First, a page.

On more than one occasion the poet claimed that this poem was about his friend Edward Thomas, a man inclined to indecisiveness out of a strong and as Frost thought amusing habit of dwelling on the irrevocability of decisions.
It keeps us in the woods, at the crossroads, unsure whether the speaker is actually even making a choice, and then ends not with the decision itself but with a claim about the future that seems unreliable.
Here is Frost from an interview with The Paris Review intalking about the act of writing: The whole thing is performance and prowess and feats of association.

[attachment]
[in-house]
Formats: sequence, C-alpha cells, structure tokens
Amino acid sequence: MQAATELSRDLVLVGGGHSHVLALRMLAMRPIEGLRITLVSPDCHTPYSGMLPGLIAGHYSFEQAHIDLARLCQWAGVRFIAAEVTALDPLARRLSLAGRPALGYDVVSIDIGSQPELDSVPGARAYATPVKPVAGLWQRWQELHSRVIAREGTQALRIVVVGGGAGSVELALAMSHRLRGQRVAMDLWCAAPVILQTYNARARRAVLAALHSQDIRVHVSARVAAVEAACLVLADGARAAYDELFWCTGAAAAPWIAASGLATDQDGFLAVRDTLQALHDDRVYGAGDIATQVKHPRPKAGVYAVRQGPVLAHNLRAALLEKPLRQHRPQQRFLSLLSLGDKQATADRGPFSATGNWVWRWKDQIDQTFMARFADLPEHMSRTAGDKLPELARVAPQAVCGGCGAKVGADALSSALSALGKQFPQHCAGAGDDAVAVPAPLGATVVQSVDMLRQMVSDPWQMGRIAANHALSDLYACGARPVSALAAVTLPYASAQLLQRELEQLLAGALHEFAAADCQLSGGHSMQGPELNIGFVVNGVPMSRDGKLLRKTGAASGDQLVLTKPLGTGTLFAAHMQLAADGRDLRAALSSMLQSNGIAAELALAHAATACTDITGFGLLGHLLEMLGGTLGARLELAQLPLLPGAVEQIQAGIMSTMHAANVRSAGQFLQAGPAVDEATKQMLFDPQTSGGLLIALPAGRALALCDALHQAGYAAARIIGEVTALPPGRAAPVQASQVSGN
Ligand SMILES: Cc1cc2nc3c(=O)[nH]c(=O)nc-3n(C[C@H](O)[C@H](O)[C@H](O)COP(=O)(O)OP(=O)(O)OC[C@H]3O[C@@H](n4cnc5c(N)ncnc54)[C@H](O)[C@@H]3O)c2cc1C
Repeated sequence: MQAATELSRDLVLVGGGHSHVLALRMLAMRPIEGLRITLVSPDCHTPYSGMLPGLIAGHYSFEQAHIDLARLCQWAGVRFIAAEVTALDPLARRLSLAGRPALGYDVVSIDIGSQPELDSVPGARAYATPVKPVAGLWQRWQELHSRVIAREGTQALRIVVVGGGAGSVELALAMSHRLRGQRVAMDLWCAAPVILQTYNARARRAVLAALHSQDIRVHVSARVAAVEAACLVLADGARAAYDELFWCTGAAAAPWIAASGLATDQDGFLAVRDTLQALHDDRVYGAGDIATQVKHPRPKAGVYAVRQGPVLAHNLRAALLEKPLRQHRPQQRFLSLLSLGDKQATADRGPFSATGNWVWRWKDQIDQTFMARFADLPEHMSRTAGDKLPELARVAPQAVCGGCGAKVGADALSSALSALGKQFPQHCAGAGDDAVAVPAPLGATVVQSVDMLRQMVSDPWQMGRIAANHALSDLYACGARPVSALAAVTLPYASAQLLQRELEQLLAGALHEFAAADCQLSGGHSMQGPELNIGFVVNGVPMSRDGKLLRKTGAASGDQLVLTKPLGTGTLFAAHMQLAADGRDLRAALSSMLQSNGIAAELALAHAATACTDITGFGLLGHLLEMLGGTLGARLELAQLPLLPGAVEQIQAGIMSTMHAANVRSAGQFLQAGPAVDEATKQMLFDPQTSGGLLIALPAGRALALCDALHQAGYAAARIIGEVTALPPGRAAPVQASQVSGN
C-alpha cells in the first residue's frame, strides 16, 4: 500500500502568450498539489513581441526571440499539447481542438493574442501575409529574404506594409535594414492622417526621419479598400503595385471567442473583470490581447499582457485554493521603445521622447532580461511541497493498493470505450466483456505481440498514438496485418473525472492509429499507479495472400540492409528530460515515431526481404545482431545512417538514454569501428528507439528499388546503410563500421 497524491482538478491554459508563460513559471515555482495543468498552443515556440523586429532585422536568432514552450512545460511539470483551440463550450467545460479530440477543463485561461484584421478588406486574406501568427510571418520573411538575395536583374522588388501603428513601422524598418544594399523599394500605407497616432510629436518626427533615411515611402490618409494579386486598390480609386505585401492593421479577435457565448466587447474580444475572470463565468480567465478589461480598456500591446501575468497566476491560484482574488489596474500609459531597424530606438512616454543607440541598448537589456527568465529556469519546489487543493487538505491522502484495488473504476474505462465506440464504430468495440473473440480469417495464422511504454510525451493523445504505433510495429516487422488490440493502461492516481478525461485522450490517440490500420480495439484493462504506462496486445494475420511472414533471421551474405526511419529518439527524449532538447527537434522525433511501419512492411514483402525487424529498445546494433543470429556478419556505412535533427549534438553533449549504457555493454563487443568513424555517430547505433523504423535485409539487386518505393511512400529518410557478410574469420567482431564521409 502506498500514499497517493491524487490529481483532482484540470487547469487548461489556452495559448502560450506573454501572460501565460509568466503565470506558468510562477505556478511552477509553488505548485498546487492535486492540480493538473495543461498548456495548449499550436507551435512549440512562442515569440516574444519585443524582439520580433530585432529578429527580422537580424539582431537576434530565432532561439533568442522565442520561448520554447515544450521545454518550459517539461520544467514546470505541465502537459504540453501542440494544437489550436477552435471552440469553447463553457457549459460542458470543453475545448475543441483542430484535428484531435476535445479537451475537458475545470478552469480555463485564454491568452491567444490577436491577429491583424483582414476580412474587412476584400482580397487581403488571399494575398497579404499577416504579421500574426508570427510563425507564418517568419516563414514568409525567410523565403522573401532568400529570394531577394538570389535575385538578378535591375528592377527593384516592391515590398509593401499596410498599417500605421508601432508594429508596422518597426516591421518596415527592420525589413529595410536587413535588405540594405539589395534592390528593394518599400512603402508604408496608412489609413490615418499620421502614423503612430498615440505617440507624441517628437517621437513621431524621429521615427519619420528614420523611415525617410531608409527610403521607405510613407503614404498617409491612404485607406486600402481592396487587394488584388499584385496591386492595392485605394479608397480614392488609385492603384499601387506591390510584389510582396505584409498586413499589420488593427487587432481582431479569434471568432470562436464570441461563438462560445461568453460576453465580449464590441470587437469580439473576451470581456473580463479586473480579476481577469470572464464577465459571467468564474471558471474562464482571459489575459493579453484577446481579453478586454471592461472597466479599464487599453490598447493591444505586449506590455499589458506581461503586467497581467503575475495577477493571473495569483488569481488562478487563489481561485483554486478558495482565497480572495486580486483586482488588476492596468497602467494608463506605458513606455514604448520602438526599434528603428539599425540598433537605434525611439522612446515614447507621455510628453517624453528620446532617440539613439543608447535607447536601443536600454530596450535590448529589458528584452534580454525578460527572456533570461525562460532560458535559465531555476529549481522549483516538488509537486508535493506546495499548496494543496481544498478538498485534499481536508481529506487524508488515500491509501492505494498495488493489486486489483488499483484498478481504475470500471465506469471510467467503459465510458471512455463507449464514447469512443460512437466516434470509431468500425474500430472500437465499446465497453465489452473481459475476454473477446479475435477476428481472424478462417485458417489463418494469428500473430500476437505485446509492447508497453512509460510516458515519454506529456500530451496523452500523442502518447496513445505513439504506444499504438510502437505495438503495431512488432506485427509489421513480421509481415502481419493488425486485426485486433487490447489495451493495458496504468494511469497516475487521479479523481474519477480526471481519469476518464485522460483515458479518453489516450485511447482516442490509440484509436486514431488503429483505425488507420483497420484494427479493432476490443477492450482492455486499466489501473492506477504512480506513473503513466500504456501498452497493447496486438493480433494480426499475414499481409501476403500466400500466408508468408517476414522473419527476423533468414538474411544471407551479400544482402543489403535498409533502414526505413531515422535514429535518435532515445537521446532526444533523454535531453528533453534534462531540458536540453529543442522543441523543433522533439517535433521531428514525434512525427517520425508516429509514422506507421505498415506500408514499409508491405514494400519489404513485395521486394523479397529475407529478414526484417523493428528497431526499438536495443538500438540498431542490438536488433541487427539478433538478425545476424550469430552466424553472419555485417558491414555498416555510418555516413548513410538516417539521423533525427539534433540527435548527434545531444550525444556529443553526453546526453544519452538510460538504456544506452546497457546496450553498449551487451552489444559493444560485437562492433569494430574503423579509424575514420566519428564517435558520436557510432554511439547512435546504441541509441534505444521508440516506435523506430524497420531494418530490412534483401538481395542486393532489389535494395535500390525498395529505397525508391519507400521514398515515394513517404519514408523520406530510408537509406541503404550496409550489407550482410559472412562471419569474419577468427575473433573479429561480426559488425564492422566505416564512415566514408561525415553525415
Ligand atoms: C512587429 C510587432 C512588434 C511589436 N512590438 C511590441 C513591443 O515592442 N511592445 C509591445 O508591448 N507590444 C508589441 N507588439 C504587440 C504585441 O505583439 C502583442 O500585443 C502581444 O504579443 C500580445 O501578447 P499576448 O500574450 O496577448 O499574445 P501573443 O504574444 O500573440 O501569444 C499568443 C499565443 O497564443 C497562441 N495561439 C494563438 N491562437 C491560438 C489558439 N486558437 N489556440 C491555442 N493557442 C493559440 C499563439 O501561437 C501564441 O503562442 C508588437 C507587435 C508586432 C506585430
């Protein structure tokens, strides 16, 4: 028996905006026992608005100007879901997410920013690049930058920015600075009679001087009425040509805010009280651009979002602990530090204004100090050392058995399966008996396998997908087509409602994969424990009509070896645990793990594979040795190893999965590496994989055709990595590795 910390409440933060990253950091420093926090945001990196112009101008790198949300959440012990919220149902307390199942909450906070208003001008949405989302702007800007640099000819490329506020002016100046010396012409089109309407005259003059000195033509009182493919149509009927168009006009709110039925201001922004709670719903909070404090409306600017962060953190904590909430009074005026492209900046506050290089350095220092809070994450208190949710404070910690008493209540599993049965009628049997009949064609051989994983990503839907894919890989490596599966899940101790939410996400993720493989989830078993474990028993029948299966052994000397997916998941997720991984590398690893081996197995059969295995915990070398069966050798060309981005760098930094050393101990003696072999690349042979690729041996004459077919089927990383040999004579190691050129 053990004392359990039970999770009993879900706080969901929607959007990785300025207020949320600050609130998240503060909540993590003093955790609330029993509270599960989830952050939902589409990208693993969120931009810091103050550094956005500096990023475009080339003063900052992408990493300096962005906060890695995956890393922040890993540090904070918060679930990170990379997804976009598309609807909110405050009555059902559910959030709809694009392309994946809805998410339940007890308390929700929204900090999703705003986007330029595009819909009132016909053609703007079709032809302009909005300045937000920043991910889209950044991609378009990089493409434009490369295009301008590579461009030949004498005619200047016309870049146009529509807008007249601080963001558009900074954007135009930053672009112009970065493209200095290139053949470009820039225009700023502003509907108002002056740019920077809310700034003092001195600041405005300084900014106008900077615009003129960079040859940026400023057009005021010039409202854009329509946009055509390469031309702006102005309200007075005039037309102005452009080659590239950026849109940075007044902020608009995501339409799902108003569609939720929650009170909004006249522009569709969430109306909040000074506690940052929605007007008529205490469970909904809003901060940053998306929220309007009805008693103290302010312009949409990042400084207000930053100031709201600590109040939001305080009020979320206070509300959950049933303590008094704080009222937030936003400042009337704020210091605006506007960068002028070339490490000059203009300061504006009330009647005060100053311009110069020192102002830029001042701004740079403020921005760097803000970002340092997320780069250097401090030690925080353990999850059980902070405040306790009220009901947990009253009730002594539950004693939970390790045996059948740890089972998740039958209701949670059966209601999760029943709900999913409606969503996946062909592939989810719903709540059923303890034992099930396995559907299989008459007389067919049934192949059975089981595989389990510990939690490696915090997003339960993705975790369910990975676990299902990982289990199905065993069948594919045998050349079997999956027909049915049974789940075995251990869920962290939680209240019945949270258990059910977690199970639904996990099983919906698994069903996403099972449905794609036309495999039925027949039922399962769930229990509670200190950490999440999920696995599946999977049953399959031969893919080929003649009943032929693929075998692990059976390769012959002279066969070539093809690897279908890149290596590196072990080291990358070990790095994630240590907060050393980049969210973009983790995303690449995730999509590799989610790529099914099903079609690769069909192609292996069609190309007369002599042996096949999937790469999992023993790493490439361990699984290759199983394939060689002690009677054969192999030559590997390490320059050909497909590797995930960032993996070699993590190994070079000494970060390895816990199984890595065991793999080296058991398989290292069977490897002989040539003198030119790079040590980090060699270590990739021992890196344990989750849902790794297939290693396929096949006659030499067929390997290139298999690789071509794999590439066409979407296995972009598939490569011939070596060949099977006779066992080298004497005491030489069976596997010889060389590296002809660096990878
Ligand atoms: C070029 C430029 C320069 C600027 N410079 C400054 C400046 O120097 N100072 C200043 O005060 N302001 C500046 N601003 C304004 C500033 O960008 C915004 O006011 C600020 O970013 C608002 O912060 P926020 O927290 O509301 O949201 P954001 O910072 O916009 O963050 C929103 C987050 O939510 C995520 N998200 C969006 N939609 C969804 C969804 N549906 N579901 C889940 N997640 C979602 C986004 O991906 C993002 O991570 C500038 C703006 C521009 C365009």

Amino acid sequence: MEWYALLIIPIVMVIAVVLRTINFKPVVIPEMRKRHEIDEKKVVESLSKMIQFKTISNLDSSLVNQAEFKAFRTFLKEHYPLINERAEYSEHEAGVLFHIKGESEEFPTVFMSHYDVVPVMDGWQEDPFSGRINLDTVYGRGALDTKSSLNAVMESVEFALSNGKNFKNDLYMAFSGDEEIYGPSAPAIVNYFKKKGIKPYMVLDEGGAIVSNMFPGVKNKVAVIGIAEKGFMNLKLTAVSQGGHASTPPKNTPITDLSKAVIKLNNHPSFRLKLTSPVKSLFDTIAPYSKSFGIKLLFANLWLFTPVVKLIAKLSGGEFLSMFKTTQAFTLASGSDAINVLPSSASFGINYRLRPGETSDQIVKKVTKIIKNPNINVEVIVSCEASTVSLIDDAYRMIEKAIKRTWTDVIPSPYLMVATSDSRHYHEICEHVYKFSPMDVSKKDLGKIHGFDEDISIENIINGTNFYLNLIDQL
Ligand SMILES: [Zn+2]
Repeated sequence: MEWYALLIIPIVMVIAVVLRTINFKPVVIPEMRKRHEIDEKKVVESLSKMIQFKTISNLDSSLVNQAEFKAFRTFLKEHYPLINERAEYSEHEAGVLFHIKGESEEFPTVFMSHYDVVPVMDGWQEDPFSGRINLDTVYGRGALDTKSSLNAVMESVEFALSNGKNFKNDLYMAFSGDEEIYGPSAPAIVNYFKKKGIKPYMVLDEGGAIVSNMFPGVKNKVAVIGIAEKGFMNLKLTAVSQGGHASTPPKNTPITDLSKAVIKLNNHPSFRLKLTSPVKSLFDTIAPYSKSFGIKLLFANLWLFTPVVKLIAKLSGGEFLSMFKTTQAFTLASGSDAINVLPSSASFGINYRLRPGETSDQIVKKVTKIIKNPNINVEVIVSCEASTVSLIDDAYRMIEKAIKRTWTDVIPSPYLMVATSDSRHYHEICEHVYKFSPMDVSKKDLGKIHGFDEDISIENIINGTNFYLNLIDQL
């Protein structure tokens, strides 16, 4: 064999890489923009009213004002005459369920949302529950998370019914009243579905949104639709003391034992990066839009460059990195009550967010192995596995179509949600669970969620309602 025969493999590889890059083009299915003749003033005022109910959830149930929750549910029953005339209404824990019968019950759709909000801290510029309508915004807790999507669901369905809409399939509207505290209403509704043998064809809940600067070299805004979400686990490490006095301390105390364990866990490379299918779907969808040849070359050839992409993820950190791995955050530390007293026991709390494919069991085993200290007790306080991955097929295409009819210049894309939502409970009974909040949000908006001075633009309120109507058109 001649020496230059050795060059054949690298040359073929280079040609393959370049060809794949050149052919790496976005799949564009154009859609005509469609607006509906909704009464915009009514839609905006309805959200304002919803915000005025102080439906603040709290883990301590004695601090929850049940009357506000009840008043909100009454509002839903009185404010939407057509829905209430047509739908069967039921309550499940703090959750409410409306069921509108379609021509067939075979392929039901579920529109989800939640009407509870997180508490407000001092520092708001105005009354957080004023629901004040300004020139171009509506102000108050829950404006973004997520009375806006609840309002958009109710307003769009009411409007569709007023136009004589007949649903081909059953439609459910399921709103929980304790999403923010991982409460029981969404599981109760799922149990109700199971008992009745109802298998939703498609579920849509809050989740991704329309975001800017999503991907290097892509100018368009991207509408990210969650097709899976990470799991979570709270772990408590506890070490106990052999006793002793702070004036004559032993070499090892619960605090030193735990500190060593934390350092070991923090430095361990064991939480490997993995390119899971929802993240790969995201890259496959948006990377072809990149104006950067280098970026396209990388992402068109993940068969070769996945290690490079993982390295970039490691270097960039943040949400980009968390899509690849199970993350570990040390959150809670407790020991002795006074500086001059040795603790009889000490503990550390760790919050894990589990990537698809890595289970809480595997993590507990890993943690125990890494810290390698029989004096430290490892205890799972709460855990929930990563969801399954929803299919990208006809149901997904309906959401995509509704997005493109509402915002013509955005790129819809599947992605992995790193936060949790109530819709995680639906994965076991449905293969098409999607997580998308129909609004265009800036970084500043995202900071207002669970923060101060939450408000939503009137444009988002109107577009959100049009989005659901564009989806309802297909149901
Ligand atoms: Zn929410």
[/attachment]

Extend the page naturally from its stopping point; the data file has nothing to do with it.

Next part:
The latter he nodded "Yes" to, Or paused to say beneath some lovelier one, With a buyer's moderation, "That would do. Close the door. First tell me that.
Divided when the process of choosing gives way to the fact of choice. It reads naturally or conversationally, and begins as a kind of photographic depiction of a quiet moment in woods. When stiff and sore and scarred I take away my hand From leaning on it hard In grass and sand, The hurt is not enough: I long for weight and strength To feel the earth as rough To all my length.
Nonetheless, that is the way he is going now, and the place he ends up, for better or worse, was the result of his decision.